I looked at her, stunned.

“Lets cut through the woods,” I urged her.

“We’ll get to Thorgate sooner.”

“The woods are dangerous,” she replied. We continued across the moors.

“I wish this moment would last forever,” I murmured.

“Forever is a word mankind is forbidden to speak,” Ulrikke declared emphatically, and then, to soften her words, she asked me to tell her my name again, which she hadn’t heard very well.

“Javier Otárola,” I said.

She tried to repeat it, but couldn’t. I failed, likewise, with Ulrikke.

“I will call you Sigurd,” she said with a smile.

“And if I’m to be Sigurd,” I replied, “then you shall be Brunhild.”

Her steps had slowed. “Do you know the saga?” I asked. “Of course,” she said. “The tragic story that the Germans spoiled with their parvenu Nibelungen.”

I didn’t want to argue, so I answered: “Brunhild, you are walking as though you wanted a sword to lie between us in our bed.”

We were suddenly before the inn. I was not surprised to find that it, like the one we had departed from, was called the Northern Inn.

From the top of the staircase, Ulrikke called down to me: “Did you hear the wolf? There are no wolves in England anymore. Hurry up.”

As I climbed the stairs, I noticed that the walls were papered a deep crimson, in the style of William Morris, with intertwined birds and fruit. Ulrikke entered the room first. The dark chamber had a low, peaked ceiling. The expected bed was duplicated in a vague glass, and its burnished mahogany reminded me of the mirror of the Scriptures. Ulrikke had already undressed. She called me by my true name, Javier. I sensed that the snow was coming down harder. Now there was no more furniture, no more mirrors. There was no sword between us. Like sand, time sifted away. Ancient in the dimness flowed love, and for the first and last time, I possessed the image of Ulrikke.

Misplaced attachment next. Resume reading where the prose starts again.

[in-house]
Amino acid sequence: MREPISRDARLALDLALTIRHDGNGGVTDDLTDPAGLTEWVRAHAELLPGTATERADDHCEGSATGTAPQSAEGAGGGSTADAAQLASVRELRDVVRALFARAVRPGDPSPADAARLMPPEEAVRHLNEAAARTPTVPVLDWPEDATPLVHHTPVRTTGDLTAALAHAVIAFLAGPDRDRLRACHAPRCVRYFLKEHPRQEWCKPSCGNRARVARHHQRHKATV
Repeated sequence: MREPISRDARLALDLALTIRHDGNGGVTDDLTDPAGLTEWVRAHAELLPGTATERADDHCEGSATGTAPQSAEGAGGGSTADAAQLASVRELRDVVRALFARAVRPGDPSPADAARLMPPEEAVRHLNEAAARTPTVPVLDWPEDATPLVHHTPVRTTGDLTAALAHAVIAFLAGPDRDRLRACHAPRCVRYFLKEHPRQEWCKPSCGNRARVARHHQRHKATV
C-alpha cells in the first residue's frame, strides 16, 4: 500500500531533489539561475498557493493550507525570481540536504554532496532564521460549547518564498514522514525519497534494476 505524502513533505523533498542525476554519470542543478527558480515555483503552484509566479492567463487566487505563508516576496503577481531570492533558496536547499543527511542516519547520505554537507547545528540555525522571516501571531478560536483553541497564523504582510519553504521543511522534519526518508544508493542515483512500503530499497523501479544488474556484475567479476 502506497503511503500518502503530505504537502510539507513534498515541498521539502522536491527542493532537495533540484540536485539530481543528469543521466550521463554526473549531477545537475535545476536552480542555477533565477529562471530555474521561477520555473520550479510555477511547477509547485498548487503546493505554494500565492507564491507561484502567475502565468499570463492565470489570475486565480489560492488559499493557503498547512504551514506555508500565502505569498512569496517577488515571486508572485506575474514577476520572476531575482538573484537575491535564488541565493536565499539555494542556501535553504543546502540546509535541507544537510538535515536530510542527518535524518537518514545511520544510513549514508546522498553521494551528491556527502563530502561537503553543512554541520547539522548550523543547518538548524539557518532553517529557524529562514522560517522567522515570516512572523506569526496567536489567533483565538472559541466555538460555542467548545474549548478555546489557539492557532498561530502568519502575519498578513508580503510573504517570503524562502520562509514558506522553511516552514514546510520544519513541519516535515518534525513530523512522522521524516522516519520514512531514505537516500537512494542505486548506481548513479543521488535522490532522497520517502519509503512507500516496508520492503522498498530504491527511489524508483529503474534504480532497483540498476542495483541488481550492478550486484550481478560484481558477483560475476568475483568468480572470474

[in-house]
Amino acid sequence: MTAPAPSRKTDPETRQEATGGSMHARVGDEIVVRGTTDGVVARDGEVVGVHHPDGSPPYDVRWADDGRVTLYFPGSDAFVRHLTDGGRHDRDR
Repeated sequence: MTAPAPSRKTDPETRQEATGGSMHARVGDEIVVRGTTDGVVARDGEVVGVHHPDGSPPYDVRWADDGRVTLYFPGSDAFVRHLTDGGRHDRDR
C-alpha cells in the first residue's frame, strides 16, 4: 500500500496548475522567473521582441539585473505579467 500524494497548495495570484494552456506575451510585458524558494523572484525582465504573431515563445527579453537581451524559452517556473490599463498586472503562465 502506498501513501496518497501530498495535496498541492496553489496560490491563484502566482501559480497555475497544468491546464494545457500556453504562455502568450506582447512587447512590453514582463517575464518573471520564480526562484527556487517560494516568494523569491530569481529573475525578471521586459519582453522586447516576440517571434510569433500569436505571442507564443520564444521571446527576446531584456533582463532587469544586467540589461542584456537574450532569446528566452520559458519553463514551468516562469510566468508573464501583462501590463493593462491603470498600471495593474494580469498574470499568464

Hannah at Twelve — Zoey Frank

Hannah at Twelve, 2020 by Zoey Frank (b. 1987)

Untitled (from The Masterpiece Part 4 – A Weekend In The Country) — Olivia Plender

From The Masterpiece Part 4 – A Weekend In The Country, 2005 by Olivia Plender (b. 1977)

Spectacularly Dying — Isaac McCaslin 

Spectacularly Dying2014 by Isaac McCaslin (b. 1989)

“The Blackstone Rangers” — Gwendolyn Brooks

“The Blackstone Rangers”
by
Gwendolyn Brooks

I
AS SEEN BY DISCIPLINES
There they are.
Thirty at the corner.
Black, raw, ready.
Sores in the city
that do not want to heal.
II
THE LEADERS
Jeff. Gene. Geronimo. And Bop.
They cancel, cure and curry.
Hardly the dupes of the downtown thing
the cold bonbon,
the rhinestone thing. And hardly
in a hurry.
Hardly Belafonte, King,
Black Jesus, Stokely, Malcolm X or Rap.
Bungled trophies.
Their country is a Nation on no map.
Jeff, Gene, Geronimo and Bop
in the passionate noon,
in bewitching night
are the detailed men, the copious men.
They curry, cure,
they cancel, cancelled images whose Concerts
are not divine, vivacious; the different tins
are intense last entries; pagan argument;
translations of the night.
The Blackstone bitter bureaus
(bureaucracy is footloose) edit, fuse
unfashionable damnations and descent;
and exulting, monstrous hand on monstrous hand,
construct, strangely, a monstrous pearl or grace.
III
GANG GIRLS
A Rangerette
Gang Girls are sweet exotics.
Mary Ann
uses the nutrients of her orient,
but sometimes sighs for Cities of blue and jewel
beyond her Ranger rim of Cottage Grove.
(Bowery Boys, Disciples, Whip-Birds will
dissolve no margins, stop no savory sanctities.)
Mary is
a rose in a whiskey glass.
Mary’s
Februaries shudder and are gone. Aprils
fret frankly, lilac hurries on.
Summer is a hard irregular ridge.
October looks away.
And that’s the Year!
                     Save for her bugle-love.
Save for the bleat of not-obese devotion.
Save for Somebody Terribly Dying, under
the philanthropy of robins. Save for her Ranger
bringing
an amount of rainbow in a string-drawn bag.
“Where did you get the diamond?” Do not ask:
but swallow, straight, the spirals of his flask
and assist him at your zipper; pet his lips
and help him clutch you.
Love’s another departure.
Will there be any arrivals, confirmations?
Will there be gleaning?
Mary, the Shakedancer’s child
from the rooming-flat, pants carefully, peers at
her laboring lover ….
                     Mary! Mary Ann!
Settle for sandwiches! settle for stocking caps!
for sudden blood, aborted carnival,
the props and niceties of non-loneliness—
the rhymes of Leaning.

The Settlement — Peter Martensen 

The Settlement, 2016 by Peter Martensen (b. 1953)